The power of single-method interfaces in Go

The other day I was pondering on the prevalence of single-method interfaces (SMI) in Go, and what makes them so effective and useful. SMIs have proven to be a very successful software modeling tool for Go programmers, and you find them all over Go code-bases.

I tried to think about the fundamentals, which brought me to some of the earliest roots of our trade: functional programming and higher-order functions (HOF). I discussed some examples of applying higher-order functions in Go recently.

This post will describe how SMIs are a more general and powerful technique than HOFs. It makes the following claims:

  1. SMIs can do whatever HOFs can
  2. SMIs are more general
  3. SMIs are somewhat more verbose for simple cases

To begin, let's use the same example as before.

The tree search example using SMIs

The previous post demonstrated a Go solution using higher-order functions for the tree search problem described earlier. I encourage you to review the earlier posts to get the most out of this one.

Let's now see how the same task can be accomplished using SMIs instead of HOFs; the full code is on GitHub. Starting with the types:

type State int
type States []State

// GoalDetector is an interface that wraps a single IsGoal method. IsGoal
// takes a state and determines whether it's a goal state.
type GoalDetector interface {
  IsGoal(s State) bool

// SuccessorGenerator is an interface that wraps a single Successors method.
// Successors returns the successors of a state.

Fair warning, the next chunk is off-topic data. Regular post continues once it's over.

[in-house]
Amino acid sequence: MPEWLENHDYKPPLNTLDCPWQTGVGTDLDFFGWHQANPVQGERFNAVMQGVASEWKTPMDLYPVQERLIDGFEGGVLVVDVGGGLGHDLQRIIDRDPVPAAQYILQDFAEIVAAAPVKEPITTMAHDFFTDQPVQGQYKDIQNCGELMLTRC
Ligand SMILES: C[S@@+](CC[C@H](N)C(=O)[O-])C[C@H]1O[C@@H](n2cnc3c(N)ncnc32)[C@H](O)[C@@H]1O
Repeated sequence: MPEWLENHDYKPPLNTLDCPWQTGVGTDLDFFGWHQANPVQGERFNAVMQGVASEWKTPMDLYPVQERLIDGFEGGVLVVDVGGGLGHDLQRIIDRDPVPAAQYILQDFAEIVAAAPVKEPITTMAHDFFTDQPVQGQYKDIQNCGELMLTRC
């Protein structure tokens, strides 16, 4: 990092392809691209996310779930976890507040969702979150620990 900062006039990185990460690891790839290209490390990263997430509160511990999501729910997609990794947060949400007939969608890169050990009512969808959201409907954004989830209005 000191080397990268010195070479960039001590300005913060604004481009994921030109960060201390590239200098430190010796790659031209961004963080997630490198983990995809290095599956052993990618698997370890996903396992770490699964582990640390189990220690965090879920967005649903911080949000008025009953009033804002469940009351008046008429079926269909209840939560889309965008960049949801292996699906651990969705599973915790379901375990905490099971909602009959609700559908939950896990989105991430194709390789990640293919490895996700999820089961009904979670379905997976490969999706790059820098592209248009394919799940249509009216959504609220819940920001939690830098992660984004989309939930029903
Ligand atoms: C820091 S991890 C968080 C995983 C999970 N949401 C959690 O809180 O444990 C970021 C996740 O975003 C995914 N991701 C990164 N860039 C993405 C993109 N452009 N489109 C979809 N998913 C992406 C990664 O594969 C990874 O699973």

type SuccessorGenerator interface {
  Successors(s State) States

// Combiner is an interface that wraps a single Combine method. Combine
// determines the search strategy by combining successors of the current state
// with all the other states into a single list of states.
type Combiner interface {
  Combine(succ States, others States) States

These are the equivalent SMIs to the GoalP, Successors and Combiner function types we've seen before; the names are slightly modified to be more suitable for interfaces and their methods.

The tree search itself - using these interfaces - is almost identical to the previous version:

func treeSearch(states States, gd GoalDetector, sg SuccessorGenerator, combiner Combiner) State {
  if len(states) == 0 {
    return -1

  first := states[0]
  if gd.IsGoal(first) {
    return first
  } else {
    return treeSearch(combiner.Combine(sg.Successors(first), states[1:]), gd, sg, combiner)

To implement BFS, we reuse prependOthers from the previous post (it remains identical):

And again, appendOthers and implementing DFS:

func bfsTreeSearch(start State, gd GoalDetector, sg SuccessorGenerator) State {
  return treeSearch(States{start}, gd, sg, CombineFunc(prependOthers))

What is CombineFunc? Since prependOthers is a function - while treeSearch takes interfaces - we need an adapter type:

type CombineFunc func(States, States) States

func (f CombineFunc) Combine(succ States, others States) States {
  return f(succ, others)

If you have a bit of Go experience already, this may seem familiar. It's exactly the same breed of adapter as http.HandlerFunc. Unfortunately, at this time a Go function cannot be assigned to a SMI with a compatible method signature, so these adapters are required (see the Appendix for more details).

The rest of the code is also very similar, with an adapter thrown in here and there. Feel free to read the rest of it and compare to the HOF version.

Since a SMI wraps a method, it can do whatever a function type can do. We can pass SMIs to functions; we can return SMIs from functions. There are tons of examples of this across the Go standard library, and in almost any non-trivial Go project.

So is this it? Are SMIs just a cumbersome variation on higher-order functions? No, not at all. The code sample used in this blog post is unfair to SMIs because it was originally written and designed for HOFs. What's important to take from here is that it's also possible to accomplish the same goal with SMIs. This is the basis of the power of SMIs - they can serve the same role as higher-order functions; but they have additional features that HOFs lack.

SMIs are more general than function types